Site speed is one of the strongest ranking signals under the technical SEO umbrella. The rate at which your pages fully load on browsers is a hallmark of solid performance which Google likes to reward in the sites it indexes.
We recently deployed a pilot version of our new property Mediko.Ph, a medical information resource built on WordPress and written in the Filipino language. Other than basic on-page and technical SEO, we haven’t done much yet to help the site rank well on Google. In fact, we haven’t built backlinks to the site as of today, which means it has to rely on other ranking signals to gain a bit of search visibility at launch.
From the beginning, we identified site speed as one of our top priorities when we develop the site. As it turns out, achieving a balance between building a technically sound, aesthetically pleasing and fast-loading website wasn’t as hard as some web design experts make it sound. On our first try, we got this score on PageSpeed Insights for the site’s desktop version:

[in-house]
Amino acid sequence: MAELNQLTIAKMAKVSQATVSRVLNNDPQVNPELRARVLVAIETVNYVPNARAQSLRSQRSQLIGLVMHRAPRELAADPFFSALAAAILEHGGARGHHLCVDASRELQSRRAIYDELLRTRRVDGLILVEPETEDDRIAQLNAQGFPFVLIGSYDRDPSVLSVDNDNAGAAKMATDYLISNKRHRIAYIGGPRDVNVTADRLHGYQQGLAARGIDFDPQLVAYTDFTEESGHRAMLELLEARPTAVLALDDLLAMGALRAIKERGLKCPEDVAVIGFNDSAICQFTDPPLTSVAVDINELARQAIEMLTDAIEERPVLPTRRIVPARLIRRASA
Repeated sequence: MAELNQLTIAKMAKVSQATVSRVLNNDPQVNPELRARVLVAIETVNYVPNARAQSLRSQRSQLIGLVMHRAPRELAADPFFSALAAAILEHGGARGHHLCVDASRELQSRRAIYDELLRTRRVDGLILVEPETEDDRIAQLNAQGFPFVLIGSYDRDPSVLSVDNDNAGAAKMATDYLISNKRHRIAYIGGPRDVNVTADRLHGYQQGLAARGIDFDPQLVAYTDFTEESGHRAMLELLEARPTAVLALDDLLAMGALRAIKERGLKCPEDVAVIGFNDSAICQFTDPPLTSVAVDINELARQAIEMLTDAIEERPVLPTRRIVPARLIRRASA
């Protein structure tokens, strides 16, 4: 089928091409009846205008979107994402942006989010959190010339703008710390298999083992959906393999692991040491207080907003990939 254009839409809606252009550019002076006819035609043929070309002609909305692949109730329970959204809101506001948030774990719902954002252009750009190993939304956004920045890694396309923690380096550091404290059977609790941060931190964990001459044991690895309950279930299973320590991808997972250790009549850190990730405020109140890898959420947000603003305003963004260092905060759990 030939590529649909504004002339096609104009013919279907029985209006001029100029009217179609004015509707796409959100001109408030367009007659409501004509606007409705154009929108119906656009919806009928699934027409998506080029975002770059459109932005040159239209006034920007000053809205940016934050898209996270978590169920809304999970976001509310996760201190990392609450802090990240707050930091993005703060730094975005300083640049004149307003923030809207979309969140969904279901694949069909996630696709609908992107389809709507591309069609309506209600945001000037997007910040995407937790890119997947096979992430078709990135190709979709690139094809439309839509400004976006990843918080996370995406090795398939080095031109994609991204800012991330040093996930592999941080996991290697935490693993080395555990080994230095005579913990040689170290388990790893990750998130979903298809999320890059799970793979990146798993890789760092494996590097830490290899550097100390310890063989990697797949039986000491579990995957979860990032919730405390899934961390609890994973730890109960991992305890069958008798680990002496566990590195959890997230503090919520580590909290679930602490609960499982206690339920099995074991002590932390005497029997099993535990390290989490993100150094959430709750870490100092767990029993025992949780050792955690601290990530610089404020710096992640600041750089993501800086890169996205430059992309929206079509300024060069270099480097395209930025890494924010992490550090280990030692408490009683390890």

We didn’t quite get a perfect score on the mobile version, but we’re still rated as “Good” by PageSpeed Insights:
Disclaimer: these scores tend to vary slightly depending on where you are or what time of the day it is. For the most part, however, the site speed scores across mobile and desktop devices are at pretty high levels and realistically, that’s all you really need.
So how did we achieve these site speed scores? We followed several web development and design principles that helped us reduce file sizes, eliminate code bloat, and keep the code clean. Specifically:
Use a Light Theme or Build Your Own